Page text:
Quote from Maevish
Also, maybe I'm being slow (I'm actually curious), but how are opiates used to get off other opiates? That makes no sense to me.
Heroin (and other commonly abused opioids) has a v. short half-life, and methadone has a v. long
half-life. With heroin, you shoot or snort it, you get a big rush and get high, the high wears off pretty quickly, and you start craving the next high pretty quickly (and going into withdrawal). Methadone you take once a day, you don't get any kind of "rush" or high from it, and it (is supposed to, depending on the dosage) prevents cravings or withdrawal all day long and into the next day.
Sort of like the difference between burning a bunch of newspaper in your fireplace vs. your central furnace to heat your home. It's winter, your house is cold, and you're miserable. You pile up a bunch of paper in the fireplace and light it, it burns like crazy, you get big flames and lots of heat, you get toasty warm right away, but it burns out quickly and, ten minutes later, you're feeling cold again (where's more paper???) Your central furnace doesn't make any pretty flames or big blasts of heat, but it keeps the house consistently warm all the time.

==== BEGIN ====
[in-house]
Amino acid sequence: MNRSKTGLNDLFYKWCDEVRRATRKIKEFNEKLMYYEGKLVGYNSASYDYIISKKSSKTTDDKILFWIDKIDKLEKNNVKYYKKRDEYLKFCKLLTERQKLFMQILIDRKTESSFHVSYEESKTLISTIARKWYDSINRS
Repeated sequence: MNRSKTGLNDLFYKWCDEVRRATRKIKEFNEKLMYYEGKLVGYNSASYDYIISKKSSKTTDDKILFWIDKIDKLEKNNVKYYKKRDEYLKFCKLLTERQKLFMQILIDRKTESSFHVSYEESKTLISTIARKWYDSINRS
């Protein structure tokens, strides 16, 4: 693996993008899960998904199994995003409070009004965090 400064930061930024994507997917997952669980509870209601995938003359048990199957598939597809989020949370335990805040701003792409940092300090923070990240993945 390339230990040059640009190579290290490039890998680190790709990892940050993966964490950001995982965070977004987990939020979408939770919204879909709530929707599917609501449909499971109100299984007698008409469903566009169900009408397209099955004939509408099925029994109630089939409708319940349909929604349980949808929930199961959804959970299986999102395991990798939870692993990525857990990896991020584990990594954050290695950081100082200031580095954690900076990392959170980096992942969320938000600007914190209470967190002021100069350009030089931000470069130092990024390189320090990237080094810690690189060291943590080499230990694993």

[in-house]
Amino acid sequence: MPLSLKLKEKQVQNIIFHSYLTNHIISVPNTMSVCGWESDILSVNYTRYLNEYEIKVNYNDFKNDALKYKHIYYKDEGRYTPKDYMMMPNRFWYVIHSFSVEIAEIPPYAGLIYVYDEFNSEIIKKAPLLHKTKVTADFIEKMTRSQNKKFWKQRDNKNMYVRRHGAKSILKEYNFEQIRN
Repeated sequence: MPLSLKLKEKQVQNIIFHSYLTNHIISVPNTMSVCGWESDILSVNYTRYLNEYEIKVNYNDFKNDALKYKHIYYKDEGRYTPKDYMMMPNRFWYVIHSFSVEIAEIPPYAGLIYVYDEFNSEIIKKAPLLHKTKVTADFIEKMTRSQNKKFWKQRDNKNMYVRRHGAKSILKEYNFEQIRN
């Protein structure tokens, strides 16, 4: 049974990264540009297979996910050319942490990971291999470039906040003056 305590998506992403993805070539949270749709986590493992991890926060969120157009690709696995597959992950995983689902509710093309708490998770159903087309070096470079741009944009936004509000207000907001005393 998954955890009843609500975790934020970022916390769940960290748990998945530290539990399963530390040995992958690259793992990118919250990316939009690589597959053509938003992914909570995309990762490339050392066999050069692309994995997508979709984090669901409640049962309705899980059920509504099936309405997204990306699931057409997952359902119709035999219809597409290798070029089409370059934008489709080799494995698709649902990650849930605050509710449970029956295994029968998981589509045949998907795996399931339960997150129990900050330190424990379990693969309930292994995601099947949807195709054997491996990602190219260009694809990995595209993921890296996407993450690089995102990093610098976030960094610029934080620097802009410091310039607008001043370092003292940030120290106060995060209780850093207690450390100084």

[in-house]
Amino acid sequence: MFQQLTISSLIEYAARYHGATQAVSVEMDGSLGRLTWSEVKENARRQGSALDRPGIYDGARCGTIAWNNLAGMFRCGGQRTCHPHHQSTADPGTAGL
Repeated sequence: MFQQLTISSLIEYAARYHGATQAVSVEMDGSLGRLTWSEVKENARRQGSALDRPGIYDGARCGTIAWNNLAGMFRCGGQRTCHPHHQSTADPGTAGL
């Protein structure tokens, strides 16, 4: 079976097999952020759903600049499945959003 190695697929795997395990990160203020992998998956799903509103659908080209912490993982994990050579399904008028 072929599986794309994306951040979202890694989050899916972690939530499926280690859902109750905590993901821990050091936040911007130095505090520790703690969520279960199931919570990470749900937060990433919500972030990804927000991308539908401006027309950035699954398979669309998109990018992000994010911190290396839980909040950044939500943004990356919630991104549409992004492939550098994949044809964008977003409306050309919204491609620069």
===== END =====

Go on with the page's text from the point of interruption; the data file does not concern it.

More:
Methadone maintenance treatment (MMT) works by substituting the addiction to heroin or other short-acting opioid with an addiction to methadone, which is legal, monitored, and doesn't provide the "rush" or high of the illicit opioids (and, therefore, also avoids the subsequent "crash")
Using methadone as a taper to get off opioids entirely works by, again, eliminating the highs and lows of getting high on a short-acting opioid, crashing afterwards, getting high again, crashing afterwards, always thinking about where, when, and how you're getting your next fix, and getting people on a level path day to day, and then tapering them slowly down on the methadone until they are able to get off the methadone entirely. It's a lot easier to taper off that steady state than it is to taper down in a high/crash/high/crash pattern.
Neither method is any kind of "miracle cure" and they both require that the individual be motivated and willing to participate in the treatment. And, yes, methadone can be, and frequently is, abused, too.